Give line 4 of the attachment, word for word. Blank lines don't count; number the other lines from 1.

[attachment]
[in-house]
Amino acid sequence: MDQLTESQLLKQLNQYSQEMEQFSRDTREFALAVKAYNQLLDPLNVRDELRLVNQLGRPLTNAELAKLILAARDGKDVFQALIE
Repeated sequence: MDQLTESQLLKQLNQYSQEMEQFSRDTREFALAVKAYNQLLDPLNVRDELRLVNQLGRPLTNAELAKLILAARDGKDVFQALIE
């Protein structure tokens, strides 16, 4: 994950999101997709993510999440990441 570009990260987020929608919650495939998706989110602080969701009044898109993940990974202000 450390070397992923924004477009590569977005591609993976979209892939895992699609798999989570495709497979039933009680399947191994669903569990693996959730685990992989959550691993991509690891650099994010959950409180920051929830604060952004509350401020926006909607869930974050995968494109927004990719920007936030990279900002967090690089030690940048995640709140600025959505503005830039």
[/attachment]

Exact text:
């Protein structure tokens, strides 16, 4: 994950999101997709993510999440990441 570009990260987020929608919650495939998706989110602080969701009044898109993940990974202000 450390070397992923924004477009590569977005591609993976979209892939895992699609798999989570495709497979039933009680399947191994669903569990693996959730685990992989959550691993991509690891650099994010959950409180920051929830604060952004509350401020926006909607869930974050995968494109927004990719920007936030990279900002967090690089030690940048995640709140600025959505503005830039």